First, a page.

Course notes:

Few studies showing how players select, maintain and change how they represent themselves in games and whether or not this behaviour carries over to other media spaces or real life.

Digital identity includes:

  • a global computerised representation of self
  • part of overall integrated view of the self
  • requires social activation across multiple mediums, categories & social spaces

Education has become more comfortable with ‘digital identity’ as a phenomenon along positive attitudinal lines. In games, characters (identities) that players inhabit are bound by the game design. Recent online debate (reference Kotaku: “We might be witnessing the death of an identify“, 2014) including representation and treatment of women in the industry.

Dan Goulding (2014) “The End of Gamers”

  • Due to fundamental shifts in the videogame audience, and a move towards progressive attitudes within more traditional areas of videogame culture, the gamer identity has been broken.
  • Videogames have now achieved a purchase on popular culture that is only possible without gamers.
  • Today, videogames are for everyone. I mean this in an almost destructive way. Videogames, to read the other side of the same statement, are not for you. You do not get to own videogames. No one gets to own videogames when they are for everyone. They add up to more than any one group.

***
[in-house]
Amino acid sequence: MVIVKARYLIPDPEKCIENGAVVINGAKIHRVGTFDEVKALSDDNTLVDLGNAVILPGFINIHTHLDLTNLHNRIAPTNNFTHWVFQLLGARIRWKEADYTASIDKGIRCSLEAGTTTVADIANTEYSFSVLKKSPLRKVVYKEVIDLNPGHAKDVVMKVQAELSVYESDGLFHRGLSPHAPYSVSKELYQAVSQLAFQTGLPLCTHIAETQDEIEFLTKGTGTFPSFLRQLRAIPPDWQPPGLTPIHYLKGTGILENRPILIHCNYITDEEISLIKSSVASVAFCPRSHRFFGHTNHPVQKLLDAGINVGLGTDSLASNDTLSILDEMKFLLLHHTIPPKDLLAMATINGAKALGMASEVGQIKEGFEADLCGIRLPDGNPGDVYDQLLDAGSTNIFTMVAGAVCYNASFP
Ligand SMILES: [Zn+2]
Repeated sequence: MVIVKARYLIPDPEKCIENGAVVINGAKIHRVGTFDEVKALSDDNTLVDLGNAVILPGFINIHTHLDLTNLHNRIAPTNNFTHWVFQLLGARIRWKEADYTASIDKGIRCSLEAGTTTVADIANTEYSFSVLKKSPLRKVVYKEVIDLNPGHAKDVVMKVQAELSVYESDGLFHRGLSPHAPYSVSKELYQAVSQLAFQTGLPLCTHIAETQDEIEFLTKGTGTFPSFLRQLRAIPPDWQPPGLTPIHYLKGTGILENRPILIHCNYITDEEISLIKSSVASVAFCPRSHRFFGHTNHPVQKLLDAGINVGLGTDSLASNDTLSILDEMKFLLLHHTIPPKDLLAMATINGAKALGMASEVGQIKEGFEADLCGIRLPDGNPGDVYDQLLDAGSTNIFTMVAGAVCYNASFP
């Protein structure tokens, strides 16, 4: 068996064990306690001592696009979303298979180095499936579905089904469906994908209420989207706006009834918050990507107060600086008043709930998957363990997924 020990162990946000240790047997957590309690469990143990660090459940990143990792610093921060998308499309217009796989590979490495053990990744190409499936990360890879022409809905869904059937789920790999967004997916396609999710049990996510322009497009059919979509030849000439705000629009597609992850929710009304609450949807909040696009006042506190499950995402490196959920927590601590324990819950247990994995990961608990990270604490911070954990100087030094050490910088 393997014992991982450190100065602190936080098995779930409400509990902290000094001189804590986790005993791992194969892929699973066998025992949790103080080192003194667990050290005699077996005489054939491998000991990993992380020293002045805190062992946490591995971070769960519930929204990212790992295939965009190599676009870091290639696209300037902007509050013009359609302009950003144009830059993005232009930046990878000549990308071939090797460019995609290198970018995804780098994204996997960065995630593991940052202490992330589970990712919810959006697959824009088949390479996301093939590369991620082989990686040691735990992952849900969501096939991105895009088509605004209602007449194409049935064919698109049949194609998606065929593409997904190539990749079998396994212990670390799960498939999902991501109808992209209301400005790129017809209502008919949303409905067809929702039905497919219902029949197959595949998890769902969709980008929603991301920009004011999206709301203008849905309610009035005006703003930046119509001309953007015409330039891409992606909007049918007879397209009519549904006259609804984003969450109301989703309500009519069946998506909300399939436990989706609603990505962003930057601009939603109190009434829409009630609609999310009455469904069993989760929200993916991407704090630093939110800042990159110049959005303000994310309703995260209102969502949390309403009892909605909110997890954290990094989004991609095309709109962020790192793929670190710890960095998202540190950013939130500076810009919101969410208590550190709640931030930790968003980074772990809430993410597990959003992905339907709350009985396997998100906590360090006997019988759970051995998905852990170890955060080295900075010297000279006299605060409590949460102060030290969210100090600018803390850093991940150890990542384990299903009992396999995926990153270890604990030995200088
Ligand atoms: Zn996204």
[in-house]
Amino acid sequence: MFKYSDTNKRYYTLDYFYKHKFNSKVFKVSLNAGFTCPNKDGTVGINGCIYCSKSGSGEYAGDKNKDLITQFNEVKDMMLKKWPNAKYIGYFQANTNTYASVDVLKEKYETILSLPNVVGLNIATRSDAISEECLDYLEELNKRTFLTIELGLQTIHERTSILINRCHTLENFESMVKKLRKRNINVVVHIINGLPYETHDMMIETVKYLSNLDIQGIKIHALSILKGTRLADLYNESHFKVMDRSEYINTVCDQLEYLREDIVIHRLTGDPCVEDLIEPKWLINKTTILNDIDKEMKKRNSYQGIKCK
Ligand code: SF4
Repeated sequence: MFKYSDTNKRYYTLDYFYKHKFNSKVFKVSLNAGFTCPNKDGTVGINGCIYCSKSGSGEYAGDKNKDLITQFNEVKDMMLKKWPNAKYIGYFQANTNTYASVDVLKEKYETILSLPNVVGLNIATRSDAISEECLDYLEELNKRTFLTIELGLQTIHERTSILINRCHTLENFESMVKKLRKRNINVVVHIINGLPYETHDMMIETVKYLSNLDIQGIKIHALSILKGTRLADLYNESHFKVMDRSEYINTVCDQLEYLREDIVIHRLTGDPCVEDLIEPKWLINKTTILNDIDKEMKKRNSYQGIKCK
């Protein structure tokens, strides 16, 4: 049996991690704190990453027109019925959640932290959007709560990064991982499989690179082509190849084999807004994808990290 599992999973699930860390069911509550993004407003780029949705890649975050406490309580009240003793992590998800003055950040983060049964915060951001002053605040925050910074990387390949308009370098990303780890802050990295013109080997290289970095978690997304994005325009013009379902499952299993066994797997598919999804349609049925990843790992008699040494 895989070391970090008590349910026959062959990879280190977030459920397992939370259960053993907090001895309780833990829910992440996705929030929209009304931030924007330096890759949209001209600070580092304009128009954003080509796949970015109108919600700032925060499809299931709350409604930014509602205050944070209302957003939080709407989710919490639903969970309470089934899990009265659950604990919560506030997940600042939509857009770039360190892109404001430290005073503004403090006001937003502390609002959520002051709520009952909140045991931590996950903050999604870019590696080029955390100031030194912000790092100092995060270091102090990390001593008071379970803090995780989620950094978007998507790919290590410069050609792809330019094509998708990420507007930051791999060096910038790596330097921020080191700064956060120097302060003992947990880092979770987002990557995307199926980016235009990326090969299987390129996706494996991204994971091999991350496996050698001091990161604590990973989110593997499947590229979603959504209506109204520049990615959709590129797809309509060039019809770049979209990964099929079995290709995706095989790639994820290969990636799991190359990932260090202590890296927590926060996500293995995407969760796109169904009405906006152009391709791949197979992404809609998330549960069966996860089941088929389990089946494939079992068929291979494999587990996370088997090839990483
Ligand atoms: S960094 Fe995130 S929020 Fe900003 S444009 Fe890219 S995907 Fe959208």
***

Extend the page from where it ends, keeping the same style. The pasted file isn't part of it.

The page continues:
• I am convinced that this marks the end. We are finished here. From now on, there are no more gamers—only players.

Reflection: How might controversies around gamers impact self-identity in the workplace or classroom. For example: Is being a ‘gamer’ now seen with misogynistic overtones. Is it something you want to activate as part of your digital identity? How are you going to incorporate games into your digital identity?

I think Goulding is right to stress that digital/video games are now part of popular culture and are for everyone.I have to hope that such ugliness and harassment within the industry and gaming community since Dan Goulding wrote his article has disappeared. However, though my readings are very limited on digital games and gender, I have a feeling that gender both within the community and within the development of games may still be an ongoing conversation. I know that in my small section of the world in the school library, that the game players are overwhelmingly boys in our middle school. During primary lunchtime, there is a greater balance of boys and girls playing online games. I am planning to read the article Goulding refers to by Adrienne Shaw (2012) Do you identifiy as a gamer? Gender, race, sexuality, and gamer identity. As to incorporating games into my digital identity, it raises questions of the overlap and blurring of lines between our professional and personal lives. Social media has a lot to do with this too. Can we have more than one digital identity? Can we keep the professional and personal separate? Should we?

Course notes: Frameworks developed which have become part of canon of player traits and characteristics about games and their players “… to study play, player motivation and other aspects of digital games” (Mena, 2012, p.75, Introductory sentence).

Adam’s article/post (2004):